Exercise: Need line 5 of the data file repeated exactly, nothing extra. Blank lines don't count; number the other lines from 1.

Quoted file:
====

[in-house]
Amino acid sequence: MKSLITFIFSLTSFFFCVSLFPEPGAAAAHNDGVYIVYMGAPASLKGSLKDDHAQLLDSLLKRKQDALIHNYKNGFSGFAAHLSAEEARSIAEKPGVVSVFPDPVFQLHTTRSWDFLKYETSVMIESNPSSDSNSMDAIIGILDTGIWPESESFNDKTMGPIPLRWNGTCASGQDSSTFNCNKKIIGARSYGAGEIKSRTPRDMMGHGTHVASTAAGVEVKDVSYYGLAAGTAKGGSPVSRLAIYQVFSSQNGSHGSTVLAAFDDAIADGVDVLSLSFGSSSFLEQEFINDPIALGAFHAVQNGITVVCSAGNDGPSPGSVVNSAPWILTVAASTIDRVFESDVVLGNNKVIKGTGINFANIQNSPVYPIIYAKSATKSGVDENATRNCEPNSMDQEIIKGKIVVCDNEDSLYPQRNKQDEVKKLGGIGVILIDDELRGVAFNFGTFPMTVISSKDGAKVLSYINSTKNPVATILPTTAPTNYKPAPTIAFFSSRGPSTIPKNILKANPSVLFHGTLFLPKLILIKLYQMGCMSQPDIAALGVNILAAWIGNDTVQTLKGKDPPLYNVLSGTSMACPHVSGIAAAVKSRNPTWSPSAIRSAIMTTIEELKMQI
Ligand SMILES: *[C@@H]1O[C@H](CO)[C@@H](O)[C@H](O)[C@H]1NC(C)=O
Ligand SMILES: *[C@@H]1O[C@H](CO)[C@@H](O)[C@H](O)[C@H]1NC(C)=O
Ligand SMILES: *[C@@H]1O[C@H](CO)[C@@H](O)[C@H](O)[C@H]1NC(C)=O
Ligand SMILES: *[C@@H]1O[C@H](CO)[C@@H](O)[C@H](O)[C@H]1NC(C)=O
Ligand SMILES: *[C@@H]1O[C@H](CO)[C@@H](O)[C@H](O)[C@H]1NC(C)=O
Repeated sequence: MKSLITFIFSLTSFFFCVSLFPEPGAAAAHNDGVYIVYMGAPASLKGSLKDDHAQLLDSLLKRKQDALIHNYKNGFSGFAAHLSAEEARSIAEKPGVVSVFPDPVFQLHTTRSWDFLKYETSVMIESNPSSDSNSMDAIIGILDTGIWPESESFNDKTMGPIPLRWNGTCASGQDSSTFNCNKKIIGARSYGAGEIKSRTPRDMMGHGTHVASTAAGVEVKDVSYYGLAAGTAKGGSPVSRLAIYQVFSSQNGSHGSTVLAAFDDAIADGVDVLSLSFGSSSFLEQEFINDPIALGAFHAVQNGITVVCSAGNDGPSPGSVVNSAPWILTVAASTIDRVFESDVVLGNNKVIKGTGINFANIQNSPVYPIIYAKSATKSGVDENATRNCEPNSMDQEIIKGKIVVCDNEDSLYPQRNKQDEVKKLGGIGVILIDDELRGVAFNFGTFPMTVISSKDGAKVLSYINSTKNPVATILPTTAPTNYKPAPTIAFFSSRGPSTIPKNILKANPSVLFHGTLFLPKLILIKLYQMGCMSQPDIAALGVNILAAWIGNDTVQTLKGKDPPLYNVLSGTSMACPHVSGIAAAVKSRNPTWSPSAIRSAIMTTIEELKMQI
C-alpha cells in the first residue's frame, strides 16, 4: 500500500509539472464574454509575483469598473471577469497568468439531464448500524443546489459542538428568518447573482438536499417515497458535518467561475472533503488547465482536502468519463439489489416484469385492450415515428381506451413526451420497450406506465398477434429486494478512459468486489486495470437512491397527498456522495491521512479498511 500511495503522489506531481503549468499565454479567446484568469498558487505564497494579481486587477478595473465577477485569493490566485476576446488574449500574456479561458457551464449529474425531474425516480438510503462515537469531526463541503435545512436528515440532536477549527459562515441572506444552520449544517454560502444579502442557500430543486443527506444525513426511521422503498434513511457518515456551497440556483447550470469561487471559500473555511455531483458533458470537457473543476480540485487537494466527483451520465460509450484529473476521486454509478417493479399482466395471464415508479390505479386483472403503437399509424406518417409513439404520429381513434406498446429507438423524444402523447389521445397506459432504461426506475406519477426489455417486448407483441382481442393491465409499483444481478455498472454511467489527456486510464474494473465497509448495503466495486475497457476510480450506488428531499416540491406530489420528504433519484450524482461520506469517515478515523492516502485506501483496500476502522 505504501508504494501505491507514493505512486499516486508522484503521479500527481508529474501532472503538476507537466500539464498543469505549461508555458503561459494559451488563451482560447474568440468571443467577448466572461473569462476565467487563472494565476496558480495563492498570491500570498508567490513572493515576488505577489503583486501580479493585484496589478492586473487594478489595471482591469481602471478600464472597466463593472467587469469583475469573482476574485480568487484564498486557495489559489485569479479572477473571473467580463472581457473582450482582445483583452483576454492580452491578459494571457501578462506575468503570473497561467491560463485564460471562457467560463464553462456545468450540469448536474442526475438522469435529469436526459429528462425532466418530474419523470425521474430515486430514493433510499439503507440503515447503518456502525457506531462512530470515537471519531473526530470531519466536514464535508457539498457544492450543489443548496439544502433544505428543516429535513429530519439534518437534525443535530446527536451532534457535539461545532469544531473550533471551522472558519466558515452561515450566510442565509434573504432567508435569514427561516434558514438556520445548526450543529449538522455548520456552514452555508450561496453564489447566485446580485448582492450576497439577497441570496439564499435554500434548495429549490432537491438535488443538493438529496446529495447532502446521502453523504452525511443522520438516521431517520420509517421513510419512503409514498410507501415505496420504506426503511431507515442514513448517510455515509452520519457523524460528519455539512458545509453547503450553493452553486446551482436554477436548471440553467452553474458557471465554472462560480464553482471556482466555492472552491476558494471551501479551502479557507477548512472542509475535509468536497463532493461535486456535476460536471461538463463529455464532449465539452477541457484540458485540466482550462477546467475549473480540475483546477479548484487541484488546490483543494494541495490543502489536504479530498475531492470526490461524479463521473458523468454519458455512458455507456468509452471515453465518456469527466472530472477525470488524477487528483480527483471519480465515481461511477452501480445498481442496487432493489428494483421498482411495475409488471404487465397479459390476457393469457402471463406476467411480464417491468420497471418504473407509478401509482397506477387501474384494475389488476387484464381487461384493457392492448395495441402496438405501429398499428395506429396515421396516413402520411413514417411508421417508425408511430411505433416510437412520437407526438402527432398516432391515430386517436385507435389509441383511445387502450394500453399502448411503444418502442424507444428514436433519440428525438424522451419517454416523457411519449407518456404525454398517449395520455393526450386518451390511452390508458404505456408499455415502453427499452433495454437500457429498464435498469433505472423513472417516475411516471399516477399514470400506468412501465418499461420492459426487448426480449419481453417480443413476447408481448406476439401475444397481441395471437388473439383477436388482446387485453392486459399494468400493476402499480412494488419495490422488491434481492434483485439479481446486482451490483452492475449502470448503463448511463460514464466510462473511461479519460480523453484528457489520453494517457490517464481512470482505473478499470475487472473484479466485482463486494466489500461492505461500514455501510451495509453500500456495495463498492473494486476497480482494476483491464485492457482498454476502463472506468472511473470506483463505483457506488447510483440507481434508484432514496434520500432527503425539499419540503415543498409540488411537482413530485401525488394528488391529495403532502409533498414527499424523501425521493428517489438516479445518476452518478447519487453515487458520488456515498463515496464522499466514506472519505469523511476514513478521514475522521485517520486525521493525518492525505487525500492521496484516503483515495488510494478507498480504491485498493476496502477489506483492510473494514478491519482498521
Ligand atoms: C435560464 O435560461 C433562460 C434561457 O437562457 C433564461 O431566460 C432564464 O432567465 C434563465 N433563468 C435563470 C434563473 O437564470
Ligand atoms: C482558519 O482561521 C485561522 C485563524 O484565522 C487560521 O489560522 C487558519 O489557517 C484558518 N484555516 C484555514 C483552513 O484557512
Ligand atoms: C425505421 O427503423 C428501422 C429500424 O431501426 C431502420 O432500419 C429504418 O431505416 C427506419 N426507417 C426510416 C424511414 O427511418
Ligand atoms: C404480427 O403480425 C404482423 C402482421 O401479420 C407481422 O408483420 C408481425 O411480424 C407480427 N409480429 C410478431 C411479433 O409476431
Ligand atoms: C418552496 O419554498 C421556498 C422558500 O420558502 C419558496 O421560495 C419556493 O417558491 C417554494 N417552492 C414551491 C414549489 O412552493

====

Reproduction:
Ligand SMILES: *[C@@H]1O[C@H](CO)[C@@H](O)[C@H](O)[C@H]1NC(C)=O